This Roguelite Restaurant Management Simulator Made Me Finally Care About Gitting Gud

I am not a patient gamer, which is why the pleasures of both Soulslikes and roguelikes elude me. I don’t have the patience to memorise an enemy’s attack patterns, or more broadly, to bash my head against the same thing over and over until I finally break through. I get the appeal, but I have so many other games to play and so many other things to do. Trying again and again to finally get through to the other side of a level or a boss makes me feel like I’m wasting my time, because I could be playing a game more productively.



That’s tied up in a lot of internalised ideas about my gaming time needing to be productive, but all the same, I’d rather put a hundred hours into an RPG like Yakuza 0 or Baldur’s Gate 3 than put that same hundred hours into a roguelike or roguelite. The only one that has captured my attention long enough for me to actually finish the game is Hades, which I played through to the end of the storyline. I really like Greek mythology, but mostly it was about flirting with Megaera and Thanatos.

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It’s for these reasons that I was surprised that I loved my time with Cuisineer. I wasn’t convinced that I would enjoy it, but as a Southeast Asian, I wanted to give developers in the region a fair shot when they’re often overlooked, and I’m so glad I did. In Cuisineer, you’re Pom, a young adventurer who returns to her hometown to manage her parents’ restaurant after they send you a cryptic message about maybe, possibly, dying? It turns out they just went on holiday and were baiting you into taking care of the restaurant while they’re gone, but you’re a dutiful daughter so you get to work. They’ve sold all their furniture to fund their vacation, but you’re going to make do with what you have.

Cuisineer Restaurant

Paell, your hometown, has a thriving populace already, many of whom know and remember you fondly. You’ll find stores selling boba tea for restoring health, equipment for fighting, and furniture for the restaurant. The first two of these things help to prepare you for what’s outside the town, which are procedurally-generated dungeons with themed biomes. You’ll fight giant chickens and fire-breathing peppers to collect ingredients for your restaurant, and you can collect resources like wood as well. Die, and lose most of your resources – I overextended myself and died on my first run, because, again, I’m impatient.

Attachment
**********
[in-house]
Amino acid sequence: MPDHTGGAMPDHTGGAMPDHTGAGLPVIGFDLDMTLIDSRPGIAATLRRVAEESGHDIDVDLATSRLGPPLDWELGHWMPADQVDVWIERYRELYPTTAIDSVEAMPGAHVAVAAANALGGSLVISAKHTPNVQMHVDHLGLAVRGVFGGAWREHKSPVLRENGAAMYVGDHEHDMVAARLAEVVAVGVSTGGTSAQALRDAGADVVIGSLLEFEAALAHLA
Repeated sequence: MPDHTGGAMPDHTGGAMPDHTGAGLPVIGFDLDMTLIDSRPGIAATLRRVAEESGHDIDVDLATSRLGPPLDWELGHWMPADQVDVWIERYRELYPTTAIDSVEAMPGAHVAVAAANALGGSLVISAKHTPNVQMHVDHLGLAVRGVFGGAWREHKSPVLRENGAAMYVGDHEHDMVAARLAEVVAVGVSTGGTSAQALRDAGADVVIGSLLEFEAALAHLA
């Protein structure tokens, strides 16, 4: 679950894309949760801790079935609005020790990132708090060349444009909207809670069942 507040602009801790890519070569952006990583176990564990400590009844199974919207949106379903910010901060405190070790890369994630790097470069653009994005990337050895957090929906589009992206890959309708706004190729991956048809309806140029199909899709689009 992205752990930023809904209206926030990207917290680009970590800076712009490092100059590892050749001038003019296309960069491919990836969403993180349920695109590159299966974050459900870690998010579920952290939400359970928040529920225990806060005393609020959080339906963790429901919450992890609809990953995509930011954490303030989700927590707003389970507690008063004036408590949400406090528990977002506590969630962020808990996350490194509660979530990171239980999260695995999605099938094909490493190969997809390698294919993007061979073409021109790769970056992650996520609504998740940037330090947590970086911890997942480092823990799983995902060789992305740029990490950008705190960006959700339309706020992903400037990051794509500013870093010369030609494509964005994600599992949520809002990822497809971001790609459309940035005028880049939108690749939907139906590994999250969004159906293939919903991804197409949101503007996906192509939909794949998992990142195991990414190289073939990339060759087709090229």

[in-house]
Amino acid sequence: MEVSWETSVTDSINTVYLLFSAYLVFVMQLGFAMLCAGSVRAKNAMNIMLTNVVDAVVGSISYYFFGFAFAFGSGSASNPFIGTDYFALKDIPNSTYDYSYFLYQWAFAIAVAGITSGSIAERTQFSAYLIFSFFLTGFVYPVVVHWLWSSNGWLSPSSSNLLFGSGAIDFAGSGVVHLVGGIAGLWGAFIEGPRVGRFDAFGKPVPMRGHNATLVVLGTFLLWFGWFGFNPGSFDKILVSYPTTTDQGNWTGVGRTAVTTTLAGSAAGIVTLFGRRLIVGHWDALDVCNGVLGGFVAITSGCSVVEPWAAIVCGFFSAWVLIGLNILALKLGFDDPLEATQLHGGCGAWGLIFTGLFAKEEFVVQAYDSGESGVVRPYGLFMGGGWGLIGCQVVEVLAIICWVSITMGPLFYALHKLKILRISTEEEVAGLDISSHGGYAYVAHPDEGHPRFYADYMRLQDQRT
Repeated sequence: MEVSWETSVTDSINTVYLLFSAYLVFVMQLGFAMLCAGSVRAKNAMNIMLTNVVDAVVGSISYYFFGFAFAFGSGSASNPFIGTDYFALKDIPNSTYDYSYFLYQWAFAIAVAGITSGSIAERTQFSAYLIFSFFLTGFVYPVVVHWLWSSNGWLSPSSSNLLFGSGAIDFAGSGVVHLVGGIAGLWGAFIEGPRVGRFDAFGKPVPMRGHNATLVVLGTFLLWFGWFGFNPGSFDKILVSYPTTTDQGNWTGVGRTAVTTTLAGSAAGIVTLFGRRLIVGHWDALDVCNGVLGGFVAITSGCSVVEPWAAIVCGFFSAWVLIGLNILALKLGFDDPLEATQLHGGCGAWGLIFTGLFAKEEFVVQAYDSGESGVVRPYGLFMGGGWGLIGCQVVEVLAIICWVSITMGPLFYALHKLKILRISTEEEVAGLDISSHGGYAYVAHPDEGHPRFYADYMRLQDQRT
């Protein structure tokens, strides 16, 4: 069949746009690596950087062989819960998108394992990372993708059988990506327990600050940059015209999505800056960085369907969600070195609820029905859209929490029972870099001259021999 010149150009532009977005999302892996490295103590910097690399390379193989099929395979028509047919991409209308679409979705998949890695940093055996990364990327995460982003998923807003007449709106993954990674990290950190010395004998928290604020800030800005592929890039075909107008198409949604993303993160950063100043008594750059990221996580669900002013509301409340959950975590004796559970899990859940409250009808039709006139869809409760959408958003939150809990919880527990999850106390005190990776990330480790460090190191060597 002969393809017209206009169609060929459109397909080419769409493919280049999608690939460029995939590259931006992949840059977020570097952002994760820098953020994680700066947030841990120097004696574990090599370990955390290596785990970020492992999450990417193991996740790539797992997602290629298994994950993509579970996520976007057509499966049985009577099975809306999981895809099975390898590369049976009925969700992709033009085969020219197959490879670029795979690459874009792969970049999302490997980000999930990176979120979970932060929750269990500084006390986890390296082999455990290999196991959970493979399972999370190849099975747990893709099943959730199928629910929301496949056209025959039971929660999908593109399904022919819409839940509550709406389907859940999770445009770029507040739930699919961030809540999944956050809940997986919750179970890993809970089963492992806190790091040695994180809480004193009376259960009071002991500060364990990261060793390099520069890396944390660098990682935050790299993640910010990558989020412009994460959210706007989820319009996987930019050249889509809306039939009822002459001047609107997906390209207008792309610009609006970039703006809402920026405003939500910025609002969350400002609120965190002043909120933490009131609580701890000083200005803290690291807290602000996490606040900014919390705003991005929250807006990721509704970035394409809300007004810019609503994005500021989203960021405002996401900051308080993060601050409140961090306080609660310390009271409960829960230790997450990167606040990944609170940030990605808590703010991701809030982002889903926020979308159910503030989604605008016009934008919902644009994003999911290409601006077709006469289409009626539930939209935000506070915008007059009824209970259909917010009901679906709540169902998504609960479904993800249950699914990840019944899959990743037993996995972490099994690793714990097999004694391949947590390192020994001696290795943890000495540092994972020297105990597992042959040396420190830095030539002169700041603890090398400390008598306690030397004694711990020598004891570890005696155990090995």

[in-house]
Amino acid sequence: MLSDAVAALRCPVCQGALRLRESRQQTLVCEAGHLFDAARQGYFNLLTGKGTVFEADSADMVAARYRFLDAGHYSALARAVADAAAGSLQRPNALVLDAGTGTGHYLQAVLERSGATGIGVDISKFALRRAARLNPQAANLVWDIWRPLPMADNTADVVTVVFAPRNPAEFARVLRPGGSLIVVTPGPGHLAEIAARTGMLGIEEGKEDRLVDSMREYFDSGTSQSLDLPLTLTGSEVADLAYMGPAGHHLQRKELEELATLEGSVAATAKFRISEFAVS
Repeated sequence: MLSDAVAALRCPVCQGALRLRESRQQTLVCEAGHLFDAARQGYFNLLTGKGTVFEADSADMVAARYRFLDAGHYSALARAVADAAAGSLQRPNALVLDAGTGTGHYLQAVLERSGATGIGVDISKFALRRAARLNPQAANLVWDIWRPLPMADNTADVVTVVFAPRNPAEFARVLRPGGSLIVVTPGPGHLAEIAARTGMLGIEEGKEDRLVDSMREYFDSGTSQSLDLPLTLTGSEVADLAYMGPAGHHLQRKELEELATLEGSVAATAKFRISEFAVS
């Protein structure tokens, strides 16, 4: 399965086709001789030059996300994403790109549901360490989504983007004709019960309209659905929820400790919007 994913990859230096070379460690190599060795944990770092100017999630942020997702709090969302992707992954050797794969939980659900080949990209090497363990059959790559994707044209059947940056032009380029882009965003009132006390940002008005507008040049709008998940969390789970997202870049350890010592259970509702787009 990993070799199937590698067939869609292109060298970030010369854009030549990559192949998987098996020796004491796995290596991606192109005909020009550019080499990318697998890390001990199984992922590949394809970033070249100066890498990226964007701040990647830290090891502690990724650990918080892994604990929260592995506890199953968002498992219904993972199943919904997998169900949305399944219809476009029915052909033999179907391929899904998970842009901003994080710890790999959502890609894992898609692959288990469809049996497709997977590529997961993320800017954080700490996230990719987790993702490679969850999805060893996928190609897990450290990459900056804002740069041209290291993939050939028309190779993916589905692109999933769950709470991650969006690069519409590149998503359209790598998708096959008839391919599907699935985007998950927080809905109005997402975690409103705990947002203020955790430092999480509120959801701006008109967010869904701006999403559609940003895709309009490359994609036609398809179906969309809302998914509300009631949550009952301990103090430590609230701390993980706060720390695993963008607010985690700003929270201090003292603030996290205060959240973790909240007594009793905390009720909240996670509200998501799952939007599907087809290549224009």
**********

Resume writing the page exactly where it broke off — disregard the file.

This is the most fun part for me: you get to bring all those ingredients back to your restaurant and start cooking. The more you collect, the more dishes you can cook, and the more dishes you can serve. The more you serve, the more money you make, and the more you can upgrade your restaurant. I was reminded of my countless hours in front of my computer as a kid playing Diner Dash, completely hyperfocused on serving customers with maximum efficiency. I’ve always loved restaurant management sims, so combining that genre with dungeon delving makes me shockingly into Cuisineer.

Cuisineer dungeon

More than that, though, I love the distinctly Asian flavour of the game. The developers are based in Singapore, where I was born, raised, and still live to this day. There’s a light Singlish tone to some of the dialogue, a kind of creole language that melds different dialects and languages spoken in Singapore with English. A lot of the recipes you can cook are drawn straight from Singaporean foods, with dishes like popiah and kaya jam on the list of things you can cook.

Maybe I’m biased, but I love seeing my extraordinarily diverse culture showcased here, especially in a game this compelling. While I’ve never cared for spending hours getting good at a roguelike, Cuisineer has mashed together two genres that feel incredible together. For once, I actually want to get good at this game, and I feel like with enough practice, I can. I am going to make this restaurant the best Paell has ever seen, damn it. And I’m going to do it while slinging popiah and kaya on toast.

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